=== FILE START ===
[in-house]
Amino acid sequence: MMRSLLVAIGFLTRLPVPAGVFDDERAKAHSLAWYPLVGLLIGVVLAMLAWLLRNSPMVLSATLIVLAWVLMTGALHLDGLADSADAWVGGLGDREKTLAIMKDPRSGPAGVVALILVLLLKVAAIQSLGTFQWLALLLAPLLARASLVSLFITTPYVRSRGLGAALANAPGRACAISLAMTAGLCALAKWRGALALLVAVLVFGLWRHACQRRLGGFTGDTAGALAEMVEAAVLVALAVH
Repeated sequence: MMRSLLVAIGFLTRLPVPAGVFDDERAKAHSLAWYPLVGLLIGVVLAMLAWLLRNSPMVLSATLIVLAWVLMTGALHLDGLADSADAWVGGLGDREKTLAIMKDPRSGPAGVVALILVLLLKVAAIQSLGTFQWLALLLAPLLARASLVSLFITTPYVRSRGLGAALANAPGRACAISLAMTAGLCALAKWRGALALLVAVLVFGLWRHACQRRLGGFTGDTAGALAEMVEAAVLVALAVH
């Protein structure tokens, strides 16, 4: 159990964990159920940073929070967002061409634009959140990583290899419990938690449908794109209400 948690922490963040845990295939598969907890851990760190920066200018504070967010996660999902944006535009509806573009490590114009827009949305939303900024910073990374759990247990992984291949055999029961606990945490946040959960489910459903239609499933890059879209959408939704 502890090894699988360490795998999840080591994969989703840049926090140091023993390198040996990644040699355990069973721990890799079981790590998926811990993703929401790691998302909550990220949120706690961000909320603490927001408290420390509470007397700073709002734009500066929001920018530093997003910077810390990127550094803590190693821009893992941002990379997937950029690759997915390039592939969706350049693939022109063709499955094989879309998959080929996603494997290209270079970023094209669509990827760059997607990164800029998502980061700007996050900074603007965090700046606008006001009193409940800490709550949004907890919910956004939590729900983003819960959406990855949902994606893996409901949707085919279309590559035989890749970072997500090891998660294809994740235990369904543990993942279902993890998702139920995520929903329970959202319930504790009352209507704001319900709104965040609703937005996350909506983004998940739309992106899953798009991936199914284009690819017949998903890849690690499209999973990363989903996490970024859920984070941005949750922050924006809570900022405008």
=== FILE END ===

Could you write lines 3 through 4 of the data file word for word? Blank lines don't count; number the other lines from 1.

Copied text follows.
Repeated sequence: MMRSLLVAIGFLTRLPVPAGVFDDERAKAHSLAWYPLVGLLIGVVLAMLAWLLRNSPMVLSATLIVLAWVLMTGALHLDGLADSADAWVGGLGDREKTLAIMKDPRSGPAGVVALILVLLLKVAAIQSLGTFQWLALLLAPLLARASLVSLFITTPYVRSRGLGAALANAPGRACAISLAMTAGLCALAKWRGALALLVAVLVFGLWRHACQRRLGGFTGDTAGALAEMVEAAVLVALAVH
């Protein structure tokens, strides 16, 4: 159990964990159920940073929070967002061409634009959140990583290899419990938690449908794109209400 948690922490963040845990295939598969907890851990760190920066200018504070967010996660999902944006535009509806573009490590114009827009949305939303900024910073990374759990247990992984291949055999029961606990945490946040959960489910459903239609499933890059879209959408939704 502890090894699988360490795998999840080591994969989703840049926090140091023993390198040996990644040699355990069973721990890799079981790590998926811990993703929401790691998302909550990220949120706690961000909320603490927001408290420390509470007397700073709002734009500066929001920018530093997003910077810390990127550094803590190693821009893992941002990379997937950029690759997915390039592939969706350049693939022109063709499955094989879309998959080929996603494997290209270079970023094209669509990827760059997607990164800029998502980061700007996050900074603007965090700046606008006001009193409940800490709550949004907890919910956004939590729900983003819960959406990855949902994606893996409901949707085919279309590559035989890749970072997500090891998660294809994740235990369904543990993942279902993890998702139920995520929903329970959202319930504790009352209507704001319900709104965040609703937005996350909506983004998940739309992106899953798009991936199914284009690819017949998903890849690690499209999973990363989903996490970024859920984070941005949750922050924006809570900022405008």